ESTIMATED OREGON LOCAL DISTRICT COSTS TO DEVELOP AND SECURE APPROVAL OF MANDATED ACHIEVEMENT COMPACTS
1. Superintendent and administrative staff time devoted to clarifying conversations with state officials and orienting/explaining the achievement compact mandate to board, staff and community = minimum of 50 hours of administrative time (average cost of $100 per hour) = $5,000
2. Planning for, engaging and summarizing serious parent, community and staff input on
· the district's outcomes (and measures) necessary for student success that should be stated in the achievement compact
· Highest priority strategic improvement strategies
minimum of 100 hours of staff and administrative time (average cost of $80 per hour) = $8,000 (in addition to community members’ volunteer time to provide advice and input)
3. Working with administrative and teaching staff to search for available appropriate measures to measure the outcomes and to finalize the achievement compact = minimum of 50 hours (average cost of $80 per hour)= $5,0,00
4. Administrative time in securing board approval of priorities and budget adjustments, and negotiating the compact with state officials = mimimum of 20 hours (average cost of $100 per hour) = $2,000
Total cost in administrative and staff time = $20,000
Total statewide cost = 197 district X $20,000 = $3,940,000
Note: This estimate does not include the ongoing additional costs of measuring and reported the wide variety of outcomes now mandated by the state. This is a very conservative statewide estimate, and would definitely be inflated by the much greater costs incurred by the state's larger districts!
This estimate prepared by Tom Olson, Strategic Planning Consultant/Facilitator
Olson, a former high school teacher, administrator, executive in the Illinois Office of Education and two regional educational laboratories, has served as a strategic planning facilitator over the past two decades. He advised 13 different states and Pacific territories on their reform efforts, and has consulted with and facilitated well more than 500 local district and state strategic reform projects. He finished his career serving as Executive Director of the Western States Benchmarking Consortium (WSBC) for seven years. The Consortium is a nationally recognized group of seven unusually-high performing districts located in six states across the West. The Consortium developed and implemented nationally acclaimed research-based strategic improvement benchmarks and measurement techniques, including ones for evaluating a) district data-driven decision making procedures, b) community involvement, c) capacity building of staff and systems and d) student learning. Several of the Consortium superintendents were named state superintendents of the year and one was named national superintendent of the year.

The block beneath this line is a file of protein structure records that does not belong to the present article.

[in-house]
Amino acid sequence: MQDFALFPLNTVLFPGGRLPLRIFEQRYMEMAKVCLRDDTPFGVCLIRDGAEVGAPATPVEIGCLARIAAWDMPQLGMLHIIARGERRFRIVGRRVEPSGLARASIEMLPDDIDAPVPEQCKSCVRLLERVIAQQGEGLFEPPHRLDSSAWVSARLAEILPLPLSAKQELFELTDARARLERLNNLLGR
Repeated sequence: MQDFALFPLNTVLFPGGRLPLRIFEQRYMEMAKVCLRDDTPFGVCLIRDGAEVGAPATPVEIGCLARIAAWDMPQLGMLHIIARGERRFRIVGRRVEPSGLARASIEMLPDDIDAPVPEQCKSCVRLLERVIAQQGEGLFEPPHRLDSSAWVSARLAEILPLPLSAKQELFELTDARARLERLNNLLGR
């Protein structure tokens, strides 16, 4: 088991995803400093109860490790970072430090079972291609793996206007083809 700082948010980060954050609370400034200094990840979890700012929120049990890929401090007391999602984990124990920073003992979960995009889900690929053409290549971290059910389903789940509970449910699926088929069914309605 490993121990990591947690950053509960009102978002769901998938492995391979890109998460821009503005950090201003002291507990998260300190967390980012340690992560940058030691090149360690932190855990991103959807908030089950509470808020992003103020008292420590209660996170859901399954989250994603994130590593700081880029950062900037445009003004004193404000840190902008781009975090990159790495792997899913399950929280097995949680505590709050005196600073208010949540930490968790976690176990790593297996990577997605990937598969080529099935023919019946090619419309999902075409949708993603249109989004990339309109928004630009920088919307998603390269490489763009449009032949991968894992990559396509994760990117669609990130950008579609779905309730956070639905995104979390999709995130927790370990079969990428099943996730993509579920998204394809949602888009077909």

Olson has also been an active volunteer and advocate for children. He recently served as facilitator for the 112-member Canby Vision Team, an ambitious community engagement effort to solicit advice on future directions for the Canby School District in these tough economic times.. He also is a volunteer advisory committee member of the Canby Dental Health Program for Children and Youth, and Canby’s Community Based Learning volunteers program. Olson is also a member of the Board of Directors of the Canby Education Foundation. He also served as President of the International Society of Educational Planners. He has spoken and written widely about educational issues, and has received numerous educational leadership and service awards.